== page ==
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The study was published online today in the journal Nature.
In a 2012 study published in Science, the CUMC team found that some cases of glioblastoma, the most common and aggressive form of primary brain cancer, are caused by the fusion of two genes, FGFR3 and TACC3. At the time, it was thought that this gene fusion was limited to a fraction of brain tumors, affecting about 300 patients in the U.S. per year.
Researchers - Gene - Fusion - Percentage - Lung
Since then, however, other researchers have observed the same gene fusion in a percentage of lung, esophageal, breast, head and neck, cervical, and bladder cancers, affecting tens of thousands of cancer patients overall. "It's probably the single most common gene fusion in human cancer," said study co-leader Antonio Iavarone, MD, professor of neurology and of pathology and cell biology (in the Institute for Cancer Genetics) at CUMC. "We wanted to determine how FGFR3-TACC3 fusion induces and maintains cancer so that we could identify novel targets for drug therapy."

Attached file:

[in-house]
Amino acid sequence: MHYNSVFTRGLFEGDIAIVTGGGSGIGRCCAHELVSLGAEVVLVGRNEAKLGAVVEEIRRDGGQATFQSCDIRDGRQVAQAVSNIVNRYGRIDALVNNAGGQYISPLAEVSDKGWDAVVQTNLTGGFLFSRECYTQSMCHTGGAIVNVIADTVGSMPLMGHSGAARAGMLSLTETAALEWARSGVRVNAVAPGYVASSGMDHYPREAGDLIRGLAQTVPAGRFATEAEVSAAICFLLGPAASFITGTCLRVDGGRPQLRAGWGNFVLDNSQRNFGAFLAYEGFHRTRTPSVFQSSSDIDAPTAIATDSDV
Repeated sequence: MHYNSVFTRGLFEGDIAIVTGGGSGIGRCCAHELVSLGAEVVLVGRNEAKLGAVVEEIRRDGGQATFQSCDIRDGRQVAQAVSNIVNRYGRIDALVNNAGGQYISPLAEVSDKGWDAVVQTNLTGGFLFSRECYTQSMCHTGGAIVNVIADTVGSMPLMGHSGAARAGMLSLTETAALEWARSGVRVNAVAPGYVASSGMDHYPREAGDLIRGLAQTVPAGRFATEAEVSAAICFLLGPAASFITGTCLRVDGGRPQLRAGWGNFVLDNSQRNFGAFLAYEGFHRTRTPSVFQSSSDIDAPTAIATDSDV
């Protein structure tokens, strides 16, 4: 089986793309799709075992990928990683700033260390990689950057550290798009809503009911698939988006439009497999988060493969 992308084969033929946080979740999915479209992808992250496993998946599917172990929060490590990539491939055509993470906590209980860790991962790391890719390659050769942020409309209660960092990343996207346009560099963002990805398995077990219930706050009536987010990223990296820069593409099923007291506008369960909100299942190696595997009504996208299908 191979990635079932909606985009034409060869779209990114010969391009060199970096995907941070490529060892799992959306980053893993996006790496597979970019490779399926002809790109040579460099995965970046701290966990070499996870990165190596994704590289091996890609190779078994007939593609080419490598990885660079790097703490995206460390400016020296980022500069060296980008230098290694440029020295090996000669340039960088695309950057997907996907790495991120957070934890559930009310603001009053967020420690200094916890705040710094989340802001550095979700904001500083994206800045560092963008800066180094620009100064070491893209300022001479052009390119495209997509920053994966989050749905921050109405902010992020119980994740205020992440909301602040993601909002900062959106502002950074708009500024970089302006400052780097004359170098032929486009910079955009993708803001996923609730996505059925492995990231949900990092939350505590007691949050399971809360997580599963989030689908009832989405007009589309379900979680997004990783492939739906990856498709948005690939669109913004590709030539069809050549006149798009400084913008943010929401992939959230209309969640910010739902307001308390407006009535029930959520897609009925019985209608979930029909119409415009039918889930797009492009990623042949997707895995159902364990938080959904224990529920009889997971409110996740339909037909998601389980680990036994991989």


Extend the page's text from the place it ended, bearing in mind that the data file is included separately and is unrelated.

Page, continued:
Changes in mitochondria -- the 'powerhouse' of the cell -- have been observed in cancer for a long time, but researchers have found only recently that mitochondrial activity and cellular metabolism are linked to certain cancers. However, the mechanism by which genetic mutations alter mitochondrial activity and promote tumor growth was unknown.
Study - CUMC - Researchers - Activity - Thousands
In the current study, the CUMC researchers compared the activity of thousands of genes in cancer cells with and without FGFR3-TACC3. They discovered that the fusion greatly increases the number and accelerates the activity of mitochondria. Cancer cells, which require huge amounts of energy to rapidly divide and grow, can thrive when mitochondrial activity has been amped up.
Using a variety of experimental techniques, the researchers determined that the gene fusion initiates a cascade of events that increases mitochondrial activity. First, FGFR3-TACC3 activates a protein called PIN4. Once activated, PIN4 travels...
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